How can I protect my organisation from a Vishing attack?
As many organisations continue to operate remotely, there has been an increase in cyber-related attacks on employees working from home. Cyber criminals have taken advantage of this situation and employed various tactics to try and access private information.
There has been a particular increase in vishing-based attacks on homeworking employees that aims to gain access to their employer’s systems. Vishing can be described as the use of voice telephone calls to fraudulently induce individuals to reveal access credentials and personal information by using social engineering techniques, much like phishing emails.
The FBI and CISA (Cybersecurity and Infrastructure Security Agency) have issued joint prevention guidance to help employees reduce the risk of being victim to a vishing attack.
Key recommendations are provided for both organisations and users and these include:
- Restrict VPN connections to managed devices only, using mechanisms like hardware checks or installed certificates.
- Restrict VPN access hours, where applicable, to mitigate access outside of allowed times.
- Employ domain monitoring to track the creation of, or changes to, corporate, brand-name domains.
- Actively scan and monitor web applications for unauthorised access, modification, and unusual activities.
- Consider using a formalised authentication process for employee-to-employee communications made over the public telephone network where a second factor is used to authenticate the phone call before sensitive information can be discussed.
- Improve two factor authentication and one-time password messaging to reduce confusion about employee authentication attempts.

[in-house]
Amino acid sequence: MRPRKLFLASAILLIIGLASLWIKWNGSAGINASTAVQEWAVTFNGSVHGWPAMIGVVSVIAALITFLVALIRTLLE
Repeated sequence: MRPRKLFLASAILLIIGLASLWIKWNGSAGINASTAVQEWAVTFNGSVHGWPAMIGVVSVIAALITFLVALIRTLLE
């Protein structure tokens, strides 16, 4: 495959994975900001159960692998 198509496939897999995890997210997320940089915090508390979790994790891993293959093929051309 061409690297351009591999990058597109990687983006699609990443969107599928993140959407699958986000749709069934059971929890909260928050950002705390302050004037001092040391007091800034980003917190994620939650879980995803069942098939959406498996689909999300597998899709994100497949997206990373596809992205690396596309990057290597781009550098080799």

- Employ the principle of least privilege and implement software restriction policies or other controls; and monitor authorised user accesses and usage.
- Verify web links do not have misspellings or contain the wrong domain.
- Bookmark the correct corporate VPN internet address and do not visit alternative addresses on the sole basis of an inbound phone call.
- Be suspicious of unsolicited phone calls, visits, or email messages from unknown individuals claiming to be from a legitimate organisation. Do not provide personal information or information about your organisation unless you are certain of a person’s authority to have the information. If possible, try to verify the caller’s identity directly with the organisation they purport to be from.
- If you receive a vishing call, document the phone number of the caller as well as the domain that the individual tried to send you to and relay this information to law enforcement.
- Limit the amount of personal information you post on social networking sites. The internet is a public resource. Only post information you are comfortable with anyone seeing.
- Evaluate your settings. Sites may change their options periodically, so review your security and privacy settings regularly to make sure that your choices are still appropriate.
The full guidance document is available here.
If you are a Griffiths & Armour client that requires further detailed guidance on cyber risks and a cyber risk training system, please get in touch with your usual contact to get access to our online risk management platform, RMworks. Alternatively, you can contact Greg Street by submitting your enquiry below. Further information on RMworks is available here.